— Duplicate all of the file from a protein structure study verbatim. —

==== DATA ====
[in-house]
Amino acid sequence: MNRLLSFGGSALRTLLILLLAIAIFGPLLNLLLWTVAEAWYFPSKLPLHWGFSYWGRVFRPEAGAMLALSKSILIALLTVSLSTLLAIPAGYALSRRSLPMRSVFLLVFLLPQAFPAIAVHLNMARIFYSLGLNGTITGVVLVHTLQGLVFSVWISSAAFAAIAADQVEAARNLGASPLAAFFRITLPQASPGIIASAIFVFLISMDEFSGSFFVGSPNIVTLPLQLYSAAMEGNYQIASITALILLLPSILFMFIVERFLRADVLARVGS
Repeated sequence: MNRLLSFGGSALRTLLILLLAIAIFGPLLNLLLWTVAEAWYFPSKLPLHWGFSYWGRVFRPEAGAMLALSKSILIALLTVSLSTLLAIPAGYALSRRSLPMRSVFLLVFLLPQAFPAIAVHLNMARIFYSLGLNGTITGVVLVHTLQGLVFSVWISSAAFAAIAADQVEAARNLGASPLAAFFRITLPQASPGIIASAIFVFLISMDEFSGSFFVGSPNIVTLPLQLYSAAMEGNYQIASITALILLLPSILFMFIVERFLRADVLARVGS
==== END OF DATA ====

[in-house]
Amino acid sequence: MNRLLSFGGSALRTLLILLLAIAIFGPLLNLLLWTVAEAWYFPSKLPLHWGFSYWGRVFRPEAGAMLALSKSILIALLTVSLSTLLAIPAGYALSRRSLPMRSVFLLVFLLPQAFPAIAVHLNMARIFYSLGLNGTITGVVLVHTLQGLVFSVWISSAAFAAIAADQVEAARNLGASPLAAFFRITLPQASPGIIASAIFVFLISMDEFSGSFFVGSPNIVTLPLQLYSAAMEGNYQIASITALILLLPSILFMFIVERFLRADVLARVGS
Repeated sequence: MNRLLSFGGSALRTLLILLLAIAIFGPLLNLLLWTVAEAWYFPSKLPLHWGFSYWGRVFRPEAGAMLALSKSILIALLTVSLSTLLAIPAGYALSRRSLPMRSVFLLVFLLPQAFPAIAVHLNMARIFYSLGLNGTITGVVLVHTLQGLVFSVWISSAAFAAIAADQVEAARNLGASPLAAFFRITLPQASPGIIASAIFVFLISMDEFSGSFFVGSPNIVTLPLQLYSAAMEGNYQIASITALILLLPSILFMFIVERFLRADVLARVGS